Still, judges routinely cut back punitive awards, and the “higher the verdict, the greater the level of scrutiny,” according to Bob Clifford, a Chicago-based plaintiffs’ attorney.

Trial courts may uphold punitive awards, but they’re less likely to be sustained on appeal if they exceed guidelines issued by the U.S. Supreme Court in 2003, said Schwartz of the American Tort Reform Association. The guidelines limit punitive damages to no more than nine times a compensatory award, and the ratio may be 1-to-1 if the compensatory award is particularly high.

“Some lower court judges don’t follow the guidelines,’’ which means the awards end up being cut back or reversed completely on appeal, Schwartz said. “The appellate courts listen to arguments. You don’t have a family crying. There’s no emotional pandering. It’s a different ballpark.”

Some reductions are huge. A California jury in 2005 awarded $1.8 billion to plaintiffs who claimed they were cheated in an essay contest that offered a house as a prize. The judge cut the payout to $1.8 million and the case was settled the following year for $1.18 million, or 99.9 percent less than the jury award.

Even if plaintiffs win, they may have to endure long appeals along with reduced payouts. In 1994, an Alaska jury awarded $5 billion in punitive damages to fishermen, property owners and business owners who alleged environmental harm from the Exxon Valdez oil spill in 1989. It wasn’t until 2008 that the U.S. Supreme ruled they were entitled to $507.5 million in punitive damages from Exxon Mobil Corp.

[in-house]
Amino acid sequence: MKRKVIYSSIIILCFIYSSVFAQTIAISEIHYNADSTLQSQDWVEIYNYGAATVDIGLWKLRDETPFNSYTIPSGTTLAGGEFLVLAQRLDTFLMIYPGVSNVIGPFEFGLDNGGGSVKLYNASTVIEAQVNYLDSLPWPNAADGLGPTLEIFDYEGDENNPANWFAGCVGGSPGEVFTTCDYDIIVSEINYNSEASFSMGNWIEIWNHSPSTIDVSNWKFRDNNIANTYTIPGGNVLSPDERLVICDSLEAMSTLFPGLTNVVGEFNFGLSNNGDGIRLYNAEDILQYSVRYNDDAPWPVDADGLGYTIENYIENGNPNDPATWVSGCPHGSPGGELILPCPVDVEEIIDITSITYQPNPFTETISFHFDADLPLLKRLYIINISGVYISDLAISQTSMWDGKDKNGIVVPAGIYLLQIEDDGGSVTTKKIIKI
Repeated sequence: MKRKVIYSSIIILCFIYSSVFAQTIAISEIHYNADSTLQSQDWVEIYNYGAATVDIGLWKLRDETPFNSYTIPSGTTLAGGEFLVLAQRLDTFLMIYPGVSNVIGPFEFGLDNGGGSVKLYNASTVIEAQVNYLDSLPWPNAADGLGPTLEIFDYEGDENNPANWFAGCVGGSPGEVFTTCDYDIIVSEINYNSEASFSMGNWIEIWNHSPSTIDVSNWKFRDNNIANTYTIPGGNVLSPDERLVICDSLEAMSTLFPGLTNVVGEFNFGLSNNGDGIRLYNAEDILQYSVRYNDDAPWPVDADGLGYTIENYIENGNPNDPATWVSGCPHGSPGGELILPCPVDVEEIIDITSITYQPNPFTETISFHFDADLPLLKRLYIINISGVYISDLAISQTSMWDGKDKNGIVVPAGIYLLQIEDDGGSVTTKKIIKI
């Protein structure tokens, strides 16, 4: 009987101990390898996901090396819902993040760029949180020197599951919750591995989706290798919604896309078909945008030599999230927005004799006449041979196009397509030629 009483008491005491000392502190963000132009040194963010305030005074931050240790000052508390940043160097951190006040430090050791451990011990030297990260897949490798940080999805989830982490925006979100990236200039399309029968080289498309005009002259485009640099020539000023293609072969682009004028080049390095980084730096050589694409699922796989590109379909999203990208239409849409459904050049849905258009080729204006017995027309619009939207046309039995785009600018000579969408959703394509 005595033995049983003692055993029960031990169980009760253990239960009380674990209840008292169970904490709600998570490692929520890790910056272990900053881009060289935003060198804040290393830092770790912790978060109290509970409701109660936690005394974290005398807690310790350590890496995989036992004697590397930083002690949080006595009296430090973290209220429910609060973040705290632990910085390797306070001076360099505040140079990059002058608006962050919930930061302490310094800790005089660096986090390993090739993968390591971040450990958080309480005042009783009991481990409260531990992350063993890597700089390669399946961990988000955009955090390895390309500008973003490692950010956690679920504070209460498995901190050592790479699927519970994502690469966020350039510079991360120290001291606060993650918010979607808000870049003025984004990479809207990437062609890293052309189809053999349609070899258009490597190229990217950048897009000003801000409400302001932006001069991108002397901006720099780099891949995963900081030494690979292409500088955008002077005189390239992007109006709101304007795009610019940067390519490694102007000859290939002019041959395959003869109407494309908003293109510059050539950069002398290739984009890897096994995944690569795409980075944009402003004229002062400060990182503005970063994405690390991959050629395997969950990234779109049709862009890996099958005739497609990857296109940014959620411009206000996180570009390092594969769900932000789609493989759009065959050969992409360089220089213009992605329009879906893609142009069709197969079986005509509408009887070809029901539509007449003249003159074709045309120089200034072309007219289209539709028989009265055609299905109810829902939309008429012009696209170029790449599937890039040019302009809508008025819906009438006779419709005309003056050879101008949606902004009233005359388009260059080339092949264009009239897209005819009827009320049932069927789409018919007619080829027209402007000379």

With so many appeals, verdicts can blow up at any stage. In 2014, a Florida jury decided R.J. Reynolds Tobacco Co. should pay $23.6 billion in punitive damages to the widow of a smoker who died of lung cancer at age 36, the second largest-ever individual verdict in a product-defect claim. The trial judge substantially cut that to $11.9 million in compensatory damages and $16.9 million in punitive damages. In 2017, the Florida Supreme Court threw out the verdict and ordered a new trial, scheduled for next month.

And some cases wind up being tried multiple times. In 2000, Exxon was ordered by a jury to pay the state of Alabama $3.5 billion in a fraud claim, including $3.42 billion in punitive damages. The verdict was reversed, and at a second trial in 2003, a new jury awarded $11.86 billion, most of which was punitive damages. The trial court cut the total to $3.6 billion. But the Supreme Court of Alabama in 2007 tossed out the punitive portion, leaving only the compensatory judgment, which had grown with interest to $142 million.

“It was a total miscarriage of justice,” said Jere Beasley, who represented the state of Alabama. “Maybe the $11.8 billion was too high, but the judges were afraid of letting a large punitive award stand.’’

--With assistance from Jef Feeley and Steven Raphael.

To contact the reporter on this story: Margaret Cronin Fisk in Detroit at mcfisk@bloomberg.net

To contact the editors responsible for this story: Elizabeth Wollman at ewollman@bloomberg.net, Steve Stroth